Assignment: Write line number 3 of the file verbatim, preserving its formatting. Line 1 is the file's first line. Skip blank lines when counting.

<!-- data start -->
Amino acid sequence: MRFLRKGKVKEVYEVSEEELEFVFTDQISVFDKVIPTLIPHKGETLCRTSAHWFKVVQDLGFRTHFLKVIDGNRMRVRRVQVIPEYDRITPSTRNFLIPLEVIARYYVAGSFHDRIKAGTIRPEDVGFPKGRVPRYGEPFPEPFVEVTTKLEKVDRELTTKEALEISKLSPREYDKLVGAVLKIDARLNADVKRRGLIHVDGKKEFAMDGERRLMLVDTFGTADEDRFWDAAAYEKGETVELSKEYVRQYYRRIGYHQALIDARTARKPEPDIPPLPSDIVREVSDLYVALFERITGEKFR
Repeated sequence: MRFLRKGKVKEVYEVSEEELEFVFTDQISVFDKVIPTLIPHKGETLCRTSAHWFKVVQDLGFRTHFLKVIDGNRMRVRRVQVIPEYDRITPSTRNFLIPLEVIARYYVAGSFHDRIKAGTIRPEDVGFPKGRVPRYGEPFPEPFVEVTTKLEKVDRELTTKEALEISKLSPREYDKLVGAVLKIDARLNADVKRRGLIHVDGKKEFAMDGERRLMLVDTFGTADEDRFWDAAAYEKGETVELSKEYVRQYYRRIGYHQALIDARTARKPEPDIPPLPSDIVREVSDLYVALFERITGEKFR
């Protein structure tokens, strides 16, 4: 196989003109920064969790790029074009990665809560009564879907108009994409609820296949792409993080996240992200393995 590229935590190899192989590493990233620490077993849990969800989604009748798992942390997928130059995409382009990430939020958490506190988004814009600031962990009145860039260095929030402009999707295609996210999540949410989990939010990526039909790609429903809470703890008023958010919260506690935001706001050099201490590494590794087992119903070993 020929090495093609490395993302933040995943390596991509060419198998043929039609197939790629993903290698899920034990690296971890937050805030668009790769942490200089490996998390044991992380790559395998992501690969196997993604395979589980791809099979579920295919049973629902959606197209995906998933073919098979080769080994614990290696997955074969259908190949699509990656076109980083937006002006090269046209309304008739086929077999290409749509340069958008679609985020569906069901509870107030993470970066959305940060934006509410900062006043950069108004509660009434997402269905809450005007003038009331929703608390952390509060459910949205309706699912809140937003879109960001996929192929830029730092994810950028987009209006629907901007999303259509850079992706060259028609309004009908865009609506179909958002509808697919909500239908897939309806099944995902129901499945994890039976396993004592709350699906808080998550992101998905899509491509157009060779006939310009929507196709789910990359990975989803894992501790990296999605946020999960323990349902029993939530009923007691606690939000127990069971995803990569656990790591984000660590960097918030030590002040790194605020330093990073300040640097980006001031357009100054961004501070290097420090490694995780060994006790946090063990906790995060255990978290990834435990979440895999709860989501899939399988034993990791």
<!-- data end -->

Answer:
């Protein structure tokens, strides 16, 4: 196989003109920064969790790029074009990665809560009564879907108009994409609820296949792409993080996240992200393995 590229935590190899192989590493990233620490077993849990969800989604009748798992942390997928130059995409382009990430939020958490506190988004814009600031962990009145860039260095929030402009999707295609996210999540949410989990939010990526039909790609429903809470703890008023958010919260506690935001706001050099201490590494590794087992119903070993 020929090495093609490395993302933040995943390596991509060419198998043929039609197939790629993903290698899920034990690296971890937050805030668009790769942490200089490996998390044991992380790559395998992501690969196997993604395979589980791809099979579920295919049973629902959606197209995906998933073919098979080769080994614990290696997955074969259908190949699509990656076109980083937006002006090269046209309304008739086929077999290409749509340069958008679609985020569906069901509870107030993470970066959305940060934006509410900062006043950069108004509660009434997402269905809450005007003038009331929703608390952390509060459910949205309706699912809140937003879109960001996929192929830029730092994810950028987009209006629907901007999303259509850079992706060259028609309004009908865009609506179909958002509808697919909500239908897939309806099944995902129901499945994890039976396993004592709350699906808080998550992101998905899509491509157009060779006939310009929507196709789910990359990975989803894992501790990296999605946020999960323990349902029993939530009923007691606690939000127990069971995803990569656990790591984000660590960097918030030590002040790194605020330093990073300040640097980006001031357009100054961004501070290097420090490694995780060994006790946090063990906790995060255990978290990834435990979440895999709860989501899939399988034993990791």